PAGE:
Arising from these challenges there has been a general decline in the rate of annual increase in salaries or fixed remuneration, there has been a broad market increase in the level of incentive opportunity under annual incentive plans and a broadening of the base of performance criteria required to achieve bonus payments under these plans. There has also been an increasing requirement for the most senior corporate executives to have a proportion of their annual incentive award deferred, generally in the form of a share right or a fully paid share, and a diminishing appetite for equity based long term incentives with stringent performance hurdles.
Whereas the trend in the structure of reward in 2005 through 2008 was commencing to foreshadow a third of remuneration as fixed, a third as the annual incentive opportunity and a third as a long term equity opportunity, this pattern is changing, as reflected in the illustration below.
LTI: Long term equity incentive; STI Cash: Annual bonus amounts paid in cash; TFR: Total fixed remuneration (salary plus superannuation and benefits).
The graph following highlights the rate of growth in total annual remuneration (fixed pay plus annual incentives) of executives among Australia’s top 100 companies commencing with the 1998 financial year. This graph also reveals the peak of the share market in the 2007 calendar year and the dramatic fall following the global financial crisis and the manner in which executive reward reflected that outcome.
In the current market it would be our judgement that negative votes in relation to a small group of listed public companies’ Remuneration Reports are a product of some of these changes and the way in which boards have responded to the challenges imposed by the marketplace. Boards have a principal accountability to maximise return to shareholders and in so doing ensure they have a management team of appropriate calibre to achieve those objectives and that their leadership group is rewarded in accordance with market practice.
Market practice would be a source of dilemma for many boards, particularly when their market soundings reveal a steady increase in salaries, higher annual incentives being paid, though a circumstance where their share price has not recovered from 2008 levels prior to the GFC, profits are under stress, and assets have been revalue as a result of the GFC. Others are directly affected by global volatility particularly where they have operations in Europe or North America or where their export activities are impacted negatively by Australia’s terms of trade, all the above increasing demands on their leadership team.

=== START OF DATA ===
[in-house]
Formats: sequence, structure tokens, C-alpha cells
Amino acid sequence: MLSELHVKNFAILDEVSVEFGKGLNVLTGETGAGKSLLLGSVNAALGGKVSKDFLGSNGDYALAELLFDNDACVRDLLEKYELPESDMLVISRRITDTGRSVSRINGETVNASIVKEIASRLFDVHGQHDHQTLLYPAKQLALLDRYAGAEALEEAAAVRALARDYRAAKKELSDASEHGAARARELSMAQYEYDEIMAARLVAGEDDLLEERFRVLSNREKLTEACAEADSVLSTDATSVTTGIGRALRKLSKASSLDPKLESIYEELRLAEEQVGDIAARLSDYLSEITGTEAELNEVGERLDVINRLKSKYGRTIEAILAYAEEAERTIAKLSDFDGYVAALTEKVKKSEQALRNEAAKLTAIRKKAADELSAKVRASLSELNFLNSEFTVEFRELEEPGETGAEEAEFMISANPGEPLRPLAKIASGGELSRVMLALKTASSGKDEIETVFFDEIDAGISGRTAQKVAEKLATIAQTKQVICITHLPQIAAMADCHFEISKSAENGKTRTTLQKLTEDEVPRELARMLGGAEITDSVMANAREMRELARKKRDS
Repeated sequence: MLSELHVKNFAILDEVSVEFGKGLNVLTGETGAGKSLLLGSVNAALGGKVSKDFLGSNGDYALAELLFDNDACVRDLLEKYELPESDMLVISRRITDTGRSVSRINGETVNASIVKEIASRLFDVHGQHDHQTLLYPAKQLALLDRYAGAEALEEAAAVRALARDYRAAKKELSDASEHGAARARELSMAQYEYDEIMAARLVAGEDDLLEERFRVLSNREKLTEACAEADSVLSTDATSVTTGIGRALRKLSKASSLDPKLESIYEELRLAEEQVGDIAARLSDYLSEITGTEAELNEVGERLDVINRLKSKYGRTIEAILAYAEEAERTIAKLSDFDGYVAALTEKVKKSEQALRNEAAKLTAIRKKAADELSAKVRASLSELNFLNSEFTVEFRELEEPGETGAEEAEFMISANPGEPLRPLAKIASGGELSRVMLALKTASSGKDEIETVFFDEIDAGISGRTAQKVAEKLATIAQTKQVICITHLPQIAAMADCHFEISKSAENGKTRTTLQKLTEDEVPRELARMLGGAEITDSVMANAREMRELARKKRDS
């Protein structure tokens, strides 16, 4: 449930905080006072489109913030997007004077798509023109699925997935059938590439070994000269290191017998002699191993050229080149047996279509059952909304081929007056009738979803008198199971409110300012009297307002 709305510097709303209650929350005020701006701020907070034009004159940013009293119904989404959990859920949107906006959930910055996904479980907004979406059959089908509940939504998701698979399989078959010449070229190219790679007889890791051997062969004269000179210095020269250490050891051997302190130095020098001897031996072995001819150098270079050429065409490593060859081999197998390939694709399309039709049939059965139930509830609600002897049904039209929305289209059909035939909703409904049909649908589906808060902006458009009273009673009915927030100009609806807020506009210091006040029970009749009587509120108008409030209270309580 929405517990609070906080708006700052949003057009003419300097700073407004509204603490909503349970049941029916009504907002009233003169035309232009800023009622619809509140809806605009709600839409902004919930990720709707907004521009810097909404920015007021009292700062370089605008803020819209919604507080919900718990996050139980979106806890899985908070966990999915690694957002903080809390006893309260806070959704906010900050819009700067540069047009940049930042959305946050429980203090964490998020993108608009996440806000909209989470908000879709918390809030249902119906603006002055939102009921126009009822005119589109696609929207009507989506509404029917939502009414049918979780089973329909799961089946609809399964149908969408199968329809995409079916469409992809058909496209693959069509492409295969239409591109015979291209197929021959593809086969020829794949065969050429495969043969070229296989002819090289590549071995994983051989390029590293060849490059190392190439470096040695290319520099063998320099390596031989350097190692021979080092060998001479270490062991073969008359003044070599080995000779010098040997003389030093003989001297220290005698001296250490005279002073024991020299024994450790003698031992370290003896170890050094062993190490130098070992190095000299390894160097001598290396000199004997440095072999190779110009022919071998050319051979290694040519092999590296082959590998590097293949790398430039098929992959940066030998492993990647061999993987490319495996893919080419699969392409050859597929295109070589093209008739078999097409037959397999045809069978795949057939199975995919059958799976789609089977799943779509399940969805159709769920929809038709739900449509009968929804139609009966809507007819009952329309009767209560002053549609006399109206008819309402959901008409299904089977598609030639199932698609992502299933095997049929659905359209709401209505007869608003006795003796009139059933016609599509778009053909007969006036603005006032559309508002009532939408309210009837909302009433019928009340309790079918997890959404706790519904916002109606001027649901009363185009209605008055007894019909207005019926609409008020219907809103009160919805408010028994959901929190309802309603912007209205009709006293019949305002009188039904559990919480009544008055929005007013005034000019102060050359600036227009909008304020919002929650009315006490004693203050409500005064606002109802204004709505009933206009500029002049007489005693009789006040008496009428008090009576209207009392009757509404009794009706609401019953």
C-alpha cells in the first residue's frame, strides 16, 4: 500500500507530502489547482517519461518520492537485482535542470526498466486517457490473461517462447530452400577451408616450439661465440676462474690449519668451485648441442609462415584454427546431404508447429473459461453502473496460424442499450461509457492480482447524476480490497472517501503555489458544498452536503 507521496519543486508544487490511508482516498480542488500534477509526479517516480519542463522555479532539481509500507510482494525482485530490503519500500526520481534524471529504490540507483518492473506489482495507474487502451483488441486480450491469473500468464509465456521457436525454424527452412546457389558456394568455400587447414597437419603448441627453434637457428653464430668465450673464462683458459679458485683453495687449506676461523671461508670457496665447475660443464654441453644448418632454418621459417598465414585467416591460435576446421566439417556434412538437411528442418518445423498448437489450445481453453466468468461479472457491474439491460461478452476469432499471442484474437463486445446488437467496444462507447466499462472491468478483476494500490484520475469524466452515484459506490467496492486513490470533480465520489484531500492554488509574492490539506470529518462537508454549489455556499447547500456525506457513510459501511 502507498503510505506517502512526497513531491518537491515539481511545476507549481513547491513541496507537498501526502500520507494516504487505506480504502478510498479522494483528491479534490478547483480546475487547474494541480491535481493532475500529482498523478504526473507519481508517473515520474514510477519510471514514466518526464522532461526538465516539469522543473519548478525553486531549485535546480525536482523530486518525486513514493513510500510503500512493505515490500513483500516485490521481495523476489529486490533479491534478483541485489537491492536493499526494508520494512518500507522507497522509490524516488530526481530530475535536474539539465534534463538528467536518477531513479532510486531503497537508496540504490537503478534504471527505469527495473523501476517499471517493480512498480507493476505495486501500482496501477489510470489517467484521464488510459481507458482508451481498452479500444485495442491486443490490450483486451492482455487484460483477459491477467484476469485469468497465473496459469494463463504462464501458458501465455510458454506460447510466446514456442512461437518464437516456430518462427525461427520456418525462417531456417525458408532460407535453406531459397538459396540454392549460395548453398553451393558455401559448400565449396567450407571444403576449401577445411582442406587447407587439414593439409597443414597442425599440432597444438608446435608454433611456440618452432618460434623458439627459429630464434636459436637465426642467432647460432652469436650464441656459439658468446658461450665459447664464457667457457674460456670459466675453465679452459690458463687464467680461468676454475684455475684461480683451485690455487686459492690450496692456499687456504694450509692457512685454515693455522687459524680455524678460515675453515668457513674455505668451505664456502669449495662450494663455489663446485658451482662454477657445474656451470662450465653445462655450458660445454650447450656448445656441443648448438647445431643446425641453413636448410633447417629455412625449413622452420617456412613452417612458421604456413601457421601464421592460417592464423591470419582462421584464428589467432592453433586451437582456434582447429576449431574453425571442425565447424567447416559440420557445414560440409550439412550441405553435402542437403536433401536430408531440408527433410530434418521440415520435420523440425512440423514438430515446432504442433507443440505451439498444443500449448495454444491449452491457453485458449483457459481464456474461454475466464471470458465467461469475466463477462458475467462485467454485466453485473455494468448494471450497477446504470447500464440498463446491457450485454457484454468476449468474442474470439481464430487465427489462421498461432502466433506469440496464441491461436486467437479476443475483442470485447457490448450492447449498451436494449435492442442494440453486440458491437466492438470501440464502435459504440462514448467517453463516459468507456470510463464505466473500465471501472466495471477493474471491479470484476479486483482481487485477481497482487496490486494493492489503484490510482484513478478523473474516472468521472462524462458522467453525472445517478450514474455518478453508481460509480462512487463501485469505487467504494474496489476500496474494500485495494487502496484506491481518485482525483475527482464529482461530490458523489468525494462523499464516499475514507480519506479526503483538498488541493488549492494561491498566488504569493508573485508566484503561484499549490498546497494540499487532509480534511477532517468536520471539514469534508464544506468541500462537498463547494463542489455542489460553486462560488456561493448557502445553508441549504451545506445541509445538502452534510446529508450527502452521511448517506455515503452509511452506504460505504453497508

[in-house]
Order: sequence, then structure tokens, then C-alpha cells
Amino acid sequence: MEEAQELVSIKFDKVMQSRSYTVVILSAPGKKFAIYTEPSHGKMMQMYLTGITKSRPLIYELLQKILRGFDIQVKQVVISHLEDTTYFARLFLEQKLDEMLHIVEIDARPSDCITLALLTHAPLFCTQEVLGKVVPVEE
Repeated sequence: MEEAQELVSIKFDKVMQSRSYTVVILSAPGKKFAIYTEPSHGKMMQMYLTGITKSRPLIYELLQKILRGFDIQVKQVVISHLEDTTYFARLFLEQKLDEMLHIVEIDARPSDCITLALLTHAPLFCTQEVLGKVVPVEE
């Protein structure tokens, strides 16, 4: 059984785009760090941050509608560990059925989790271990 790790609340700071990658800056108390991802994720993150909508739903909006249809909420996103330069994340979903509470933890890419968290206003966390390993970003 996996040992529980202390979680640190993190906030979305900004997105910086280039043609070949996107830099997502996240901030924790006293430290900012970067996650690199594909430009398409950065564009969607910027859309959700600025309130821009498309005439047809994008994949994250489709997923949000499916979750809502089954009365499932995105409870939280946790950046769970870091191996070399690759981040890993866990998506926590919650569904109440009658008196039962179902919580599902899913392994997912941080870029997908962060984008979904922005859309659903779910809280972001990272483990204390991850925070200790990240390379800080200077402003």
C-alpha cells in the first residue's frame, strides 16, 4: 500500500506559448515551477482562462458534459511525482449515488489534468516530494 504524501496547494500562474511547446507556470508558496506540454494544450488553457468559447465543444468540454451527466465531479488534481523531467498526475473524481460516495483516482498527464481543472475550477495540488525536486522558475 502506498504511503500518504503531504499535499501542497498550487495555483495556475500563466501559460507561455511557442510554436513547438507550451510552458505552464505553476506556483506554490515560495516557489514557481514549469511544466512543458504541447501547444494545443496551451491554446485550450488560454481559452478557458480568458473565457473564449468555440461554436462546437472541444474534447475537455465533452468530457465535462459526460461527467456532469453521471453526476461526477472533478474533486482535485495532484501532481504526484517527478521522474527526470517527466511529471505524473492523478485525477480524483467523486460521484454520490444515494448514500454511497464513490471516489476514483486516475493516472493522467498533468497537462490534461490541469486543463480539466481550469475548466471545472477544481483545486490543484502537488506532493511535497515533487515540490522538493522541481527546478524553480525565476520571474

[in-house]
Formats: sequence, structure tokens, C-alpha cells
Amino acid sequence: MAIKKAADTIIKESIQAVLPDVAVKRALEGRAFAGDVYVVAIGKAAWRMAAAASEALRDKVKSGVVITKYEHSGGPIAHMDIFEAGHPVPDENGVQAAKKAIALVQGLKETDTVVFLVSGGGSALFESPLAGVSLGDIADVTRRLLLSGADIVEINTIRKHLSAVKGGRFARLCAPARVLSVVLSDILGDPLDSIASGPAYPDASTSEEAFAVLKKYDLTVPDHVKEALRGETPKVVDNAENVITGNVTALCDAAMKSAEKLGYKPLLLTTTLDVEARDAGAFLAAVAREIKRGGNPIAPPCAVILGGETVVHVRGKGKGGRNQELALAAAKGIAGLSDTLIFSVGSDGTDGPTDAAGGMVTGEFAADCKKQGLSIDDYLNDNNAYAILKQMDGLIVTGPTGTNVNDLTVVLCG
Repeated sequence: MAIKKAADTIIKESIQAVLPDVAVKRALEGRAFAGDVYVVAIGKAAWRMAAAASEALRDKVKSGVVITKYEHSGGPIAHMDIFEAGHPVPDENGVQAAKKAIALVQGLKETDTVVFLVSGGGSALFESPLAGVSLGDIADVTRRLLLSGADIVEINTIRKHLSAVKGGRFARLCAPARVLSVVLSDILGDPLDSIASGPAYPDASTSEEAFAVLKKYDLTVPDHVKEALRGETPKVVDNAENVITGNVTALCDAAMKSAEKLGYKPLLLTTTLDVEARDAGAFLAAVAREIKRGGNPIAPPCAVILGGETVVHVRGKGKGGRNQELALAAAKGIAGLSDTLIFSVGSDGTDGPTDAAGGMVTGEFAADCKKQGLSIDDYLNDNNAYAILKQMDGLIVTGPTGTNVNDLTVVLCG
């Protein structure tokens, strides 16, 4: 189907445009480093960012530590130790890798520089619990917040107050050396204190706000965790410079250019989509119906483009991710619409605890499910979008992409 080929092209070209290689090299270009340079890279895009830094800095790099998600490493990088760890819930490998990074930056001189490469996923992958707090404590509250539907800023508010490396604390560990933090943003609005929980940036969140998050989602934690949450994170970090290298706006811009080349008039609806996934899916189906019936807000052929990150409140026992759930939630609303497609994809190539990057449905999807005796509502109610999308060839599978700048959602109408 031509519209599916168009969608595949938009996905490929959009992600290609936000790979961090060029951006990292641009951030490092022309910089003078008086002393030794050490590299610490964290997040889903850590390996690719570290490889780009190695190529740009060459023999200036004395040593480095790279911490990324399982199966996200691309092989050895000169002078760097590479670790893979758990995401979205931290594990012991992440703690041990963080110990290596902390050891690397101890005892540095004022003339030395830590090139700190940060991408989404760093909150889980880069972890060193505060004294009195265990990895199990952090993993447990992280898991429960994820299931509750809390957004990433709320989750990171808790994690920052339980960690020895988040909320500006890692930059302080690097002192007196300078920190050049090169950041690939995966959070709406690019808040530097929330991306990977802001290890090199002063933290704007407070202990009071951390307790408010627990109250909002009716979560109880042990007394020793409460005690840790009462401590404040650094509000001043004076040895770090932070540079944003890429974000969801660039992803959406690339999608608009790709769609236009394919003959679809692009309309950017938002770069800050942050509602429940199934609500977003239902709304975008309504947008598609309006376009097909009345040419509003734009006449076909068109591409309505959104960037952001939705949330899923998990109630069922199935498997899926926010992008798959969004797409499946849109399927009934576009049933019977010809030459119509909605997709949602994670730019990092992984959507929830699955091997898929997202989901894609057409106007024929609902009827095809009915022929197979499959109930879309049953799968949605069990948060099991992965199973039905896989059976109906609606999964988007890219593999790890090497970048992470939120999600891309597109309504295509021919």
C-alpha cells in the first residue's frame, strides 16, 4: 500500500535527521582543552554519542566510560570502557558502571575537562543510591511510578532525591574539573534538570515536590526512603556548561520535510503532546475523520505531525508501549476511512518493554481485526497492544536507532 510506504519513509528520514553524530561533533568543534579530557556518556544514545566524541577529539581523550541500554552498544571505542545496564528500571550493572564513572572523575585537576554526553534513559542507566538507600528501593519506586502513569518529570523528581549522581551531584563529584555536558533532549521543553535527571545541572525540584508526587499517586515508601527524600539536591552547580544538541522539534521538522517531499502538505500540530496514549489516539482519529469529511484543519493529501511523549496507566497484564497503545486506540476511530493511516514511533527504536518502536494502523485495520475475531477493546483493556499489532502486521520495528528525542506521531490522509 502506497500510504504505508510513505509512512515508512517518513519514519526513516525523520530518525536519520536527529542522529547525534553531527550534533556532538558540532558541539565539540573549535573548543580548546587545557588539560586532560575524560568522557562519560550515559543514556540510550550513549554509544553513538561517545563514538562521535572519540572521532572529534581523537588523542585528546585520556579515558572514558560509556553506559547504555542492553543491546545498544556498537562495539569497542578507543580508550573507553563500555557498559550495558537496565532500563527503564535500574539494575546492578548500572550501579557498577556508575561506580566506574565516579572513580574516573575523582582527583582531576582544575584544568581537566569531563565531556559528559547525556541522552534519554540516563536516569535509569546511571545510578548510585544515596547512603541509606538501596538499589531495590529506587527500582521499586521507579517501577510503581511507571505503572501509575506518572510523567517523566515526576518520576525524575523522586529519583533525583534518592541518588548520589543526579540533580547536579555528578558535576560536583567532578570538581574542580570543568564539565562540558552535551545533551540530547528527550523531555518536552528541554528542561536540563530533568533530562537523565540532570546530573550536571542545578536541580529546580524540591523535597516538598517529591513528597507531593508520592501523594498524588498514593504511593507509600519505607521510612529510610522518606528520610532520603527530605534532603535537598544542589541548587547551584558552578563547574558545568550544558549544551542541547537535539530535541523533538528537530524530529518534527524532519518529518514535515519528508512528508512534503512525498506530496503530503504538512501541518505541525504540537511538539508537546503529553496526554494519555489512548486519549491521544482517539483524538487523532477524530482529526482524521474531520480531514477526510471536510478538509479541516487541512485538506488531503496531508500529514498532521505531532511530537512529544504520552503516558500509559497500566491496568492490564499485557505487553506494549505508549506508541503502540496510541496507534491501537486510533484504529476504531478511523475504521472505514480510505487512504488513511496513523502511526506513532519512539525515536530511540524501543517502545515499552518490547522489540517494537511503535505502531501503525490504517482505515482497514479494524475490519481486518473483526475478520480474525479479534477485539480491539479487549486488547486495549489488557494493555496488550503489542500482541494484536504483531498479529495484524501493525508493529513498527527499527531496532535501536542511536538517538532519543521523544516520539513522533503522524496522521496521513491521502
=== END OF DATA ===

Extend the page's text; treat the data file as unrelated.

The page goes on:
Shareholders would have a perspective whereby they observe increasing levels of remuneration paid to executives in a three year period where the value of their shareholdings has declined and not recovered from the GFC, where dividends are static or below pre-GFC dividends, and yet in these circumstances they observe that the ‘management class’ are receiving rewards endorsed by boards of directors which continue to increase.
Boards on the other hand are faced with the dilemma of retaining talent in a market where talent is a scarce resource, meeting a variety of competitive influences which will be both industry and occupation related, with pressures coming from within Australia and, for major international firms, external to Australia, where governance and other standards are quite different.
Equally, there appears to have been little or no consideration of the relative appreciation of Australian executives’ remuneration as a result of the considerable appreciation in the Australian dollar, whereas a decade ago there was heightened focus upon many organisations with a growing international reach on the lack of competitiveness of Australian reward levels.
It would be our judgement that boards and shareholders will not find their perspectives aligned until remuneration becomes simpler in its form, communication more open and transparent and the rate of change in remuneration better aligned with shareholder welfare, with an increasing number of companies requiring a growing proportion of incentive reward to be held in equity by senior staff to ensure alignment with shareholders.